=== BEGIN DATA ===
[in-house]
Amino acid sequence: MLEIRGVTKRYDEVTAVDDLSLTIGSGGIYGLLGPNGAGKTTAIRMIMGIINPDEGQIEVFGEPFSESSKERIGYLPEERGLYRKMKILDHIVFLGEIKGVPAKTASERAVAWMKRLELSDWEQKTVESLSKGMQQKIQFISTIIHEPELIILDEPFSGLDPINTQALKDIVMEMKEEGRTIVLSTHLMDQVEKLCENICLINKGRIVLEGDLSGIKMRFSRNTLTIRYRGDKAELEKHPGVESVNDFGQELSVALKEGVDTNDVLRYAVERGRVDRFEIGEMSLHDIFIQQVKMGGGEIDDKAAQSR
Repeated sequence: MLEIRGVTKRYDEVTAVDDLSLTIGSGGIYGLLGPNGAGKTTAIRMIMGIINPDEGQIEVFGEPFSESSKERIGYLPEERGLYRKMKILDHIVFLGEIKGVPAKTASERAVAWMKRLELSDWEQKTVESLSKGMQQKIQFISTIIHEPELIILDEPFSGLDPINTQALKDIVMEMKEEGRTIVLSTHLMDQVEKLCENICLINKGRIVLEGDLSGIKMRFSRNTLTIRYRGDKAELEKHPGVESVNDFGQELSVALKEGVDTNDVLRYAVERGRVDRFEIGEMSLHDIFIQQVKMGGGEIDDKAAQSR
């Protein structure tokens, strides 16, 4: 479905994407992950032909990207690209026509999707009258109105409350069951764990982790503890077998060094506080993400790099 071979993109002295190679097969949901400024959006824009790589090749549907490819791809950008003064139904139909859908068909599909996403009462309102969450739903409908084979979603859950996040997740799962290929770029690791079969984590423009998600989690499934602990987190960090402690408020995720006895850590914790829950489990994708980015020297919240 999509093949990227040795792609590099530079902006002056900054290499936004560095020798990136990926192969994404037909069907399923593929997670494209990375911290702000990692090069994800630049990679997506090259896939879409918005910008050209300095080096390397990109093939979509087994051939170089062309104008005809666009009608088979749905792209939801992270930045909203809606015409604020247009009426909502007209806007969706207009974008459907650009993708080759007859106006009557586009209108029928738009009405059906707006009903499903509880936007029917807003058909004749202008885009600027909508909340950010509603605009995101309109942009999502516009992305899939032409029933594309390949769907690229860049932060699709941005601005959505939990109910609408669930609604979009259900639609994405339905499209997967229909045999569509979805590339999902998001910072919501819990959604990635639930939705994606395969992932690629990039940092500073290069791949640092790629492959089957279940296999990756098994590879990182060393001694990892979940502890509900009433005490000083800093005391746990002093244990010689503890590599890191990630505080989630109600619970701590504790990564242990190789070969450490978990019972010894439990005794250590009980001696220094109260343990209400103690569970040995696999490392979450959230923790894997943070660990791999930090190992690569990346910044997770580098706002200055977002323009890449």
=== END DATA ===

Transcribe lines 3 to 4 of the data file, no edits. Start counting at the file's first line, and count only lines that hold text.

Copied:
Repeated sequence: MLEIRGVTKRYDEVTAVDDLSLTIGSGGIYGLLGPNGAGKTTAIRMIMGIINPDEGQIEVFGEPFSESSKERIGYLPEERGLYRKMKILDHIVFLGEIKGVPAKTASERAVAWMKRLELSDWEQKTVESLSKGMQQKIQFISTIIHEPELIILDEPFSGLDPINTQALKDIVMEMKEEGRTIVLSTHLMDQVEKLCENICLINKGRIVLEGDLSGIKMRFSRNTLTIRYRGDKAELEKHPGVESVNDFGQELSVALKEGVDTNDVLRYAVERGRVDRFEIGEMSLHDIFIQQVKMGGGEIDDKAAQSR
């Protein structure tokens, strides 16, 4: 479905994407992950032909990207690209026509999707009258109105409350069951764990982790503890077998060094506080993400790099 071979993109002295190679097969949901400024959006824009790589090749549907490819791809950008003064139904139909859908068909599909996403009462309102969450739903409908084979979603859950996040997740799962290929770029690791079969984590423009998600989690499934602990987190960090402690408020995720006895850590914790829950489990994708980015020297919240 999509093949990227040795792609590099530079902006002056900054290499936004560095020798990136990926192969994404037909069907399923593929997670494209990375911290702000990692090069994800630049990679997506090259896939879409918005910008050209300095080096390397990109093939979509087994051939170089062309104008005809666009009608088979749905792209939801992270930045909203809606015409604020247009009426909502007209806007969706207009974008459907650009993708080759007859106006009557586009209108029928738009009405059906707006009903499903509880936007029917807003058909004749202008885009600027909508909340950010509603605009995101309109942009999502516009992305899939032409029933594309390949769907690229860049932060699709941005601005959505939990109910609408669930609604979009259900639609994405339905499209997967229909045999569509979805590339999902998001910072919501819990959604990635639930939705994606395969992932690629990039940092500073290069791949640092790629492959089957279940296999990756098994590879990182060393001694990892979940502890509900009433005490000083800093005391746990002093244990010689503890590599890191990630505080989630109600619970701590504790990564242990190789070969450490978990019972010894439990005794250590009980001696220094109260343990209400103690569970040995696999490392979450959230923790894997943070660990791999930090190992690569990346910044997770580098706002200055977002323009890449």